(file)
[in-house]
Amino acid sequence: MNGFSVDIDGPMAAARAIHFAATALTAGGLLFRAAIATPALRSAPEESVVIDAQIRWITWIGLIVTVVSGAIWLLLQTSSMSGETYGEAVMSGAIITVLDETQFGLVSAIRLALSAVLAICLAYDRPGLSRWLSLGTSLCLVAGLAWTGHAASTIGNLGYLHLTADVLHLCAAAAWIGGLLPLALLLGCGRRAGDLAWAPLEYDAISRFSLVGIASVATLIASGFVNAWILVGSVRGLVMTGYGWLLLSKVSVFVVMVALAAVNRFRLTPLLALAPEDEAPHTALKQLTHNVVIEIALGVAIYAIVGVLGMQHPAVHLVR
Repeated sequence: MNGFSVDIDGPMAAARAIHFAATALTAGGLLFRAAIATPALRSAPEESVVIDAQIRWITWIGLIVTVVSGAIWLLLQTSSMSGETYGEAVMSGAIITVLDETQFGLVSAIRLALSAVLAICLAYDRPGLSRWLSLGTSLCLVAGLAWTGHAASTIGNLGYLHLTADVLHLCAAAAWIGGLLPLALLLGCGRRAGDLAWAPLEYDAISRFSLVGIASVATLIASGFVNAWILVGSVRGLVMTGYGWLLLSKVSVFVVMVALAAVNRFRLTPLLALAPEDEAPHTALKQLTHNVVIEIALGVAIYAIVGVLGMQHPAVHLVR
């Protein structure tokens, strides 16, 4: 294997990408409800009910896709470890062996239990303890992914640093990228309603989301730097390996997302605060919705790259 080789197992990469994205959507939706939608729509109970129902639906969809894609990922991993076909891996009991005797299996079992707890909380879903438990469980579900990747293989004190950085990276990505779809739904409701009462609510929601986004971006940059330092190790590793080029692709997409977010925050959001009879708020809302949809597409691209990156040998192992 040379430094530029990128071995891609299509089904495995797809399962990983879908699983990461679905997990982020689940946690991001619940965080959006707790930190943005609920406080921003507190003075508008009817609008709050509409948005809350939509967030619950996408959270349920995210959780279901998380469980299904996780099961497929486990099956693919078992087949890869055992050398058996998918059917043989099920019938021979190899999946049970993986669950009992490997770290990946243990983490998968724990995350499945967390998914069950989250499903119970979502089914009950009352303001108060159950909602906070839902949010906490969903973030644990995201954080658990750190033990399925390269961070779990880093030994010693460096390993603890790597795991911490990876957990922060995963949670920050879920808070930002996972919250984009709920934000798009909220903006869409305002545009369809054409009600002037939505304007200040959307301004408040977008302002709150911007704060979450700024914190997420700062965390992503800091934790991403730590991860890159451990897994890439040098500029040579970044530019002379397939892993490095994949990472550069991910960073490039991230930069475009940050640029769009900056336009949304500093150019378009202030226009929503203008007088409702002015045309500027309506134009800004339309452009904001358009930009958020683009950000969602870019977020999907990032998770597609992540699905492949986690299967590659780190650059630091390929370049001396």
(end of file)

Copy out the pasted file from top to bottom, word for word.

[in-house]
Amino acid sequence: MNGFSVDIDGPMAAARAIHFAATALTAGGLLFRAAIATPALRSAPEESVVIDAQIRWITWIGLIVTVVSGAIWLLLQTSSMSGETYGEAVMSGAIITVLDETQFGLVSAIRLALSAVLAICLAYDRPGLSRWLSLGTSLCLVAGLAWTGHAASTIGNLGYLHLTADVLHLCAAAAWIGGLLPLALLLGCGRRAGDLAWAPLEYDAISRFSLVGIASVATLIASGFVNAWILVGSVRGLVMTGYGWLLLSKVSVFVVMVALAAVNRFRLTPLLALAPEDEAPHTALKQLTHNVVIEIALGVAIYAIVGVLGMQHPAVHLVR
Repeated sequence: MNGFSVDIDGPMAAARAIHFAATALTAGGLLFRAAIATPALRSAPEESVVIDAQIRWITWIGLIVTVVSGAIWLLLQTSSMSGETYGEAVMSGAIITVLDETQFGLVSAIRLALSAVLAICLAYDRPGLSRWLSLGTSLCLVAGLAWTGHAASTIGNLGYLHLTADVLHLCAAAAWIGGLLPLALLLGCGRRAGDLAWAPLEYDAISRFSLVGIASVATLIASGFVNAWILVGSVRGLVMTGYGWLLLSKVSVFVVMVALAAVNRFRLTPLLALAPEDEAPHTALKQLTHNVVIEIALGVAIYAIVGVLGMQHPAVHLVR
């Protein structure tokens, strides 16, 4: 294997990408409800009910896709470890062996239990303890992914640093990228309603989301730097390996997302605060919705790259 080789197992990469994205959507939706939608729509109970129902639906969809894609990922991993076909891996009991005797299996079992707890909380879903438990469980579900990747293989004190950085990276990505779809739904409701009462609510929601986004971006940059330092190790590793080029692709997409977010925050959001009879708020809302949809597409691209990156040998192992 040379430094530029990128071995891609299509089904495995797809399962990983879908699983990461679905997990982020689940946690991001619940965080959006707790930190943005609920406080921003507190003075508008009817609008709050509409948005809350939509967030619950996408959270349920995210959780279901998380469980299904996780099961497929486990099956693919078992087949890869055992050398058996998918059917043989099920019938021979190899999946049970993986669950009992490997770290990946243990983490998968724990995350499945967390998914069950989250499903119970979502089914009950009352303001108060159950909602906070839902949010906490969903973030644990995201954080658990750190033990399925390269961070779990880093030994010693460096390993603890790597795991911490990876957990922060995963949670920050879920808070930002996972919250984009709920934000798009909220903006869409305002545009369809054409009600002037939505304007200040959307301004408040977008302002709150911007704060979450700024914190997420700062965390992503800091934790991403730590991860890159451990897994890439040098500029040579970044530019002379397939892993490095994949990472550069991910960073490039991230930069475009940050640029769009900056336009949304500093150019378009202030226009929503203008007088409702002015045309500027309506134009800004339309452009904001358009930009958020683009950000969602870019977020999907990032998770597609992540699905492949986690299967590659780190650059630091390929370049001396």